The Benefits of an Aggressive Image by Scott Montgomery

One of the most important aspects of poker is establishing an individual image and using it to your advantage. By playing an extremely aggressive game, you’re likely to get paid off when you make a big hand because your opponents assume you have nothing; by consistently playing tight, you’ll get away with bluffs because they assume you’re strong. Either approach is fine, but it’s tremendously important to be aware of your table image so you can profit by playing against it.

Most of the time, players fall between these two extremes and that’s not a formula for success. One of the keys to succeeding in poker is consistently playing a different game than everyone else at the table. Developing a unique style and then varying your game allows you take advantage of opponents who don’t adjust their game.

Personally, I feel the style that works best is all-out aggression. One important reason for this is that it gives me a shot at becoming the chip leader and running away with the tournament. On the other hand, it can also lead to busting out early. For me, this is a risk worth taking; in the long run, I’m more interested in finishing tournaments in 1st place once in a while than just making the money most of the time.

Keep in mind that this type of aggression isn’t just a matter of bluffing to steal pots; my ultimate goal is to get paid off when I have a big hand. By getting involved in a lot of pots with mediocre hands while still keeping my stack close to even, I put myself in a position to profit from opponents who are convinced that I’m completely loose and taking shots with any two cards. I don’t have to be successful every time I bluff, just enough to stay alive and reinforce that wild image so that when I catch that hand, I’ll be sure to win a big pot.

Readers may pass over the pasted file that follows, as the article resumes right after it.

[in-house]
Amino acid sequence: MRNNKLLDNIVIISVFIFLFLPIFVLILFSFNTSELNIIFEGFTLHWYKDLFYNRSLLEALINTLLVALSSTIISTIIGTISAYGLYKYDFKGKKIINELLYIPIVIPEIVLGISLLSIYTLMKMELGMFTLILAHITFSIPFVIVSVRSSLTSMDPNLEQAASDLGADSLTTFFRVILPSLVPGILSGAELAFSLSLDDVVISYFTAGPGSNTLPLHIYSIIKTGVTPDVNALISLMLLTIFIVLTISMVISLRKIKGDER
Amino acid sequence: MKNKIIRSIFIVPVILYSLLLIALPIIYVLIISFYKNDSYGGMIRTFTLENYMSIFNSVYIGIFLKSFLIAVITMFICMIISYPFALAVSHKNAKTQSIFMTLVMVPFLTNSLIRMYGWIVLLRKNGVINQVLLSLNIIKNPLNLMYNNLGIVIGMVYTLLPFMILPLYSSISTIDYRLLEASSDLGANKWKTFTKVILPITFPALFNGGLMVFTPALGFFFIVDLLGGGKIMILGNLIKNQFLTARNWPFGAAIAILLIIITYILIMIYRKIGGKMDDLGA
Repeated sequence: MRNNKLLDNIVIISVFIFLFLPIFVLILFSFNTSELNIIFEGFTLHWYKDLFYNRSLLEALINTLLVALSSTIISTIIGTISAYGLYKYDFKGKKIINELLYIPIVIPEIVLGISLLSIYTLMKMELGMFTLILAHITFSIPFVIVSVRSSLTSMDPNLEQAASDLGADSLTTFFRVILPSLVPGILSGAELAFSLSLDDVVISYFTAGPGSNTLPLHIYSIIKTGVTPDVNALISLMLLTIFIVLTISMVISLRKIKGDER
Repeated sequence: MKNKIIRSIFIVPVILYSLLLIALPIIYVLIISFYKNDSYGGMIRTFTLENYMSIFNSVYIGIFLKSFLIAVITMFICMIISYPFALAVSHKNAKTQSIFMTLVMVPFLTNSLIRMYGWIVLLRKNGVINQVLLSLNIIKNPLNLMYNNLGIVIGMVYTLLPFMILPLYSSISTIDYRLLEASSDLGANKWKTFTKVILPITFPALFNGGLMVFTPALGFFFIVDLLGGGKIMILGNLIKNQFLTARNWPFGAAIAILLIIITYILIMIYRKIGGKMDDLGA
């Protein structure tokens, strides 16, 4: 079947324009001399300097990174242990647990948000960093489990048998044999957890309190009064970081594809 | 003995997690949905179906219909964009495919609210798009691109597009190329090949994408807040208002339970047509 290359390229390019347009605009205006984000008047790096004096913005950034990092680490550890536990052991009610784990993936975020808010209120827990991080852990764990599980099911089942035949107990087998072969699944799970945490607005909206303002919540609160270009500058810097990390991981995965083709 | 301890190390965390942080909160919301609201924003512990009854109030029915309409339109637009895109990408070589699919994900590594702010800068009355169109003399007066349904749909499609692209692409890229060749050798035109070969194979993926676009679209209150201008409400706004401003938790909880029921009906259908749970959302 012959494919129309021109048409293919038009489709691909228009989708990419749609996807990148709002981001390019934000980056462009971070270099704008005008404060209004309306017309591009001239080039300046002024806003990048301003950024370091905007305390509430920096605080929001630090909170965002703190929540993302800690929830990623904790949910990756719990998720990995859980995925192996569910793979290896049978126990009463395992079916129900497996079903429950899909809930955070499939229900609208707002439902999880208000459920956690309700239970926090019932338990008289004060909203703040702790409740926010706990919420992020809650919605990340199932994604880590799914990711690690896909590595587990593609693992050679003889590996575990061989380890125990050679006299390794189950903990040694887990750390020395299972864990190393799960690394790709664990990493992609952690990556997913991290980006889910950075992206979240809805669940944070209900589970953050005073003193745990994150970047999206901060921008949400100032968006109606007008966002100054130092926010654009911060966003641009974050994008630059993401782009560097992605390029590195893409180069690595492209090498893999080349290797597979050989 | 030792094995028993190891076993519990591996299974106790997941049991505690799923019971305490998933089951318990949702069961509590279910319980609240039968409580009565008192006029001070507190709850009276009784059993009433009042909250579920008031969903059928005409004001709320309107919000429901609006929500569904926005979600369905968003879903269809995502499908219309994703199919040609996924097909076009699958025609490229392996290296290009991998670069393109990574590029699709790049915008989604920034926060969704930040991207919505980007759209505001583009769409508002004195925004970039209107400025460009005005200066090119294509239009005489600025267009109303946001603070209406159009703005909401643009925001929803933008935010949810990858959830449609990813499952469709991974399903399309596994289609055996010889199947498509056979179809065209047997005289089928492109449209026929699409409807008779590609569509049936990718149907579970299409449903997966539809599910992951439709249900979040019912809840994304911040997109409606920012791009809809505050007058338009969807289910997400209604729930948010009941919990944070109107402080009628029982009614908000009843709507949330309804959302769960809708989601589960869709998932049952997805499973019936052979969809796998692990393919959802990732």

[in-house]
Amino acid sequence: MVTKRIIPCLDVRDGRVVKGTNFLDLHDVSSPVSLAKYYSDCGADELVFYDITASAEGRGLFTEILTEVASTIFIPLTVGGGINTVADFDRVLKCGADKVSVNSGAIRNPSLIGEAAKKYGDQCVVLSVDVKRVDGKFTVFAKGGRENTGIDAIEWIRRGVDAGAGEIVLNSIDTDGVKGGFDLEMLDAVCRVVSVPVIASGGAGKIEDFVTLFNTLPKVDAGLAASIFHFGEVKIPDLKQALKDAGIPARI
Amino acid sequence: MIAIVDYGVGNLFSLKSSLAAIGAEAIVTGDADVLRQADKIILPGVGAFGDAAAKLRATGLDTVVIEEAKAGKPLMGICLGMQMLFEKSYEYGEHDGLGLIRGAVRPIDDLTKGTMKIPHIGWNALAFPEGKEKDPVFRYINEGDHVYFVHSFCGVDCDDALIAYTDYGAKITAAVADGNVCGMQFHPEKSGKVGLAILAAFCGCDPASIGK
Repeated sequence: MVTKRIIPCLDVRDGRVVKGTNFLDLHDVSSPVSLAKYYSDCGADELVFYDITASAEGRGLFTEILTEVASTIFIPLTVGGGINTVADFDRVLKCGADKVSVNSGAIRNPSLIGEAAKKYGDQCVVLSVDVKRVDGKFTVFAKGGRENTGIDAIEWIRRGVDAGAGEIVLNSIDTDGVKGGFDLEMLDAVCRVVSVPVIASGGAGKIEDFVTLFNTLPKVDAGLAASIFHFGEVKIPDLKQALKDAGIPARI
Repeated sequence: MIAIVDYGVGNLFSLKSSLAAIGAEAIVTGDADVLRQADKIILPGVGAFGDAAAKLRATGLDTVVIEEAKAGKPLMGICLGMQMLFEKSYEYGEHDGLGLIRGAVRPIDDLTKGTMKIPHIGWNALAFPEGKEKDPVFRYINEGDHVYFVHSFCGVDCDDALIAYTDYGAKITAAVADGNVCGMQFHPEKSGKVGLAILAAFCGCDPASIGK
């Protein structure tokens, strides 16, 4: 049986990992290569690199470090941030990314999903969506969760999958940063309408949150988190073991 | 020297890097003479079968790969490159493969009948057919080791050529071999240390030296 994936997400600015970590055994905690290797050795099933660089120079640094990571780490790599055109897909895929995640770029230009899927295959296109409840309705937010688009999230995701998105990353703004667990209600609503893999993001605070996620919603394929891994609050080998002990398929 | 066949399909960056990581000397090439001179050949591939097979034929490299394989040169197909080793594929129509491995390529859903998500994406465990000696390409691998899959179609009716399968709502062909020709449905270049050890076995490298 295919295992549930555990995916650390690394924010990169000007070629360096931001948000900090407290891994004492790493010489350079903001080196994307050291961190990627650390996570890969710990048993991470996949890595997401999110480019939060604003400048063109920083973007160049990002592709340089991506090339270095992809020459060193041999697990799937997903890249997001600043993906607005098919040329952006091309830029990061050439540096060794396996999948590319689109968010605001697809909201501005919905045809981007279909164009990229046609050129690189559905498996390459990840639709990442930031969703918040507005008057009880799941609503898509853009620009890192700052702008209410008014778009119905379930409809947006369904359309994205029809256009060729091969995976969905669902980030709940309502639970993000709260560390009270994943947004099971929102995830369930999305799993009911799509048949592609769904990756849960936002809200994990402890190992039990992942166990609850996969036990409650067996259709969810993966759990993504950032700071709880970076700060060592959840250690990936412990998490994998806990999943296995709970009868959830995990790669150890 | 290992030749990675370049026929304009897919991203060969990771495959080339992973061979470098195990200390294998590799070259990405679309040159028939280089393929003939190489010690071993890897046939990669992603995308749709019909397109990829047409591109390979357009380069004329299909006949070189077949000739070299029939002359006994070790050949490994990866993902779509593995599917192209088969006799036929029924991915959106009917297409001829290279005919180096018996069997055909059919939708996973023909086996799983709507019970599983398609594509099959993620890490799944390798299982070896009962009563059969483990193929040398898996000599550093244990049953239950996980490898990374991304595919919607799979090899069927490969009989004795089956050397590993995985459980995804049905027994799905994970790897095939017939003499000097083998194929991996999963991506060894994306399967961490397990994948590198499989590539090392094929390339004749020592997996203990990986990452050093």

Here’s a perfect illustration from Day Seven of the World Series of Poker Main Event – the day that determined who would reach the final table. I came into the day with about 4.5 million in chips, which was a little below the average. I knew that to make it to the final table and have a real shot at taking it down, I’d need about 15 million in chips. I had no intention of sneaking in short-stacked, so I knew I’d have to triple up over the course of the day.

I stayed pretty even throughout the whole day, except for two massive pots that were directly related. The first pot came early in the day, when I tried to bluff a player off a pot on the flop with nothing but Ace-high. I made this all-in move because I thought I could get the guy to fold. He ended up calling with top pair, but I spiked the Ace on the river to double up through him. I certainly got lucky there, but one other very important thing came out of it: I made the table aware that I wasn’t afraid to make a move for most or all of my stack.

Later in the day I was involved in a hand where I had the nuts – there were four spades on the board and I had the Ace of spades. My opponent had a smaller flush – with the nine of spades, I believe – but my image was so crazy that he called because he put me on another bluff. The earlier hand, when I pushed with the Ace-high, had to have been in the back of his mind. Poker players always want to call. They think: what hands can I possibly beat? This is magnified when you’re at a TV table, because no one wants to be that guy who laid down a good hand and lost a huge pot to a stone-cold bluff, especially when the whole nation is watching. Because of my loose image, I ended up winning an 18 million chip pot.

In a sense, it isn’t easy to play poker this aggressively. You have to be equipped to handle the emotional swings; you have to understand, deep down, that sometimes you’re going to lose huge pots – maybe even your whole stack – on a bluff. When it happens, you can’t collapse. You have to walk into the next tournament willing to make that same play again, because most of the time it will work. You can never be afraid at the table or preoccupied with the past. To play this aggressively, you have to believe that it’s the right way. If you can manage this, you’re going to be successful in the long run.

Scott Montgomery